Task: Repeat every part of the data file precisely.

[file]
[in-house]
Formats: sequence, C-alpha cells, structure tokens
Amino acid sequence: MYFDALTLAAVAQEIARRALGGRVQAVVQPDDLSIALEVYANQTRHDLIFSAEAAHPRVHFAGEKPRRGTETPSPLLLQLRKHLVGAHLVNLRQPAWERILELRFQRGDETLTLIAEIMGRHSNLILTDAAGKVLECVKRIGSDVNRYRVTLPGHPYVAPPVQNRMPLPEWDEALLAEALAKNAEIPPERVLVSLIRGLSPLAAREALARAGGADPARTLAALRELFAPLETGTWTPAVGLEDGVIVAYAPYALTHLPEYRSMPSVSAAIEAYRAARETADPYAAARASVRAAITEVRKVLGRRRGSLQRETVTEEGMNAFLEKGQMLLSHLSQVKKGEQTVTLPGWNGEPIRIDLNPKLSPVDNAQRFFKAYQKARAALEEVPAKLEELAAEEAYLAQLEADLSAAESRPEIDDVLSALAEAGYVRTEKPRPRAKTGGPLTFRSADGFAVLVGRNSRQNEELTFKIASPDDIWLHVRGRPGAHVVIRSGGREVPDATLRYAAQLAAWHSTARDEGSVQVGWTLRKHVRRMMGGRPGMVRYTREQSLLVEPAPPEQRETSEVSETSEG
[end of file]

[in-house]
Formats: sequence, C-alpha cells, structure tokens
Amino acid sequence: MYFDALTLAAVAQEIARRALGGRVQAVVQPDDLSIALEVYANQTRHDLIFSAEAAHPRVHFAGEKPRRGTETPSPLLLQLRKHLVGAHLVNLRQPAWERILELRFQRGDETLTLIAEIMGRHSNLILTDAAGKVLECVKRIGSDVNRYRVTLPGHPYVAPPVQNRMPLPEWDEALLAEALAKNAEIPPERVLVSLIRGLSPLAAREALARAGGADPARTLAALRELFAPLETGTWTPAVGLEDGVIVAYAPYALTHLPEYRSMPSVSAAIEAYRAARETADPYAAARASVRAAITEVRKVLGRRRGSLQRETVTEEGMNAFLEKGQMLLSHLSQVKKGEQTVTLPGWNGEPIRIDLNPKLSPVDNAQRFFKAYQKARAALEEVPAKLEELAAEEAYLAQLEADLSAAESRPEIDDVLSALAEAGYVRTEKPRPRAKTGGPLTFRSADGFAVLVGRNSRQNEELTFKIASPDDIWLHVRGRPGAHVVIRSGGREVPDATLRYAAQLAAWHSTARDEGSVQVGWTLRKHVRRMMGGRPGMVRYTREQSLLVEPAPPEQRETSEVSETSEG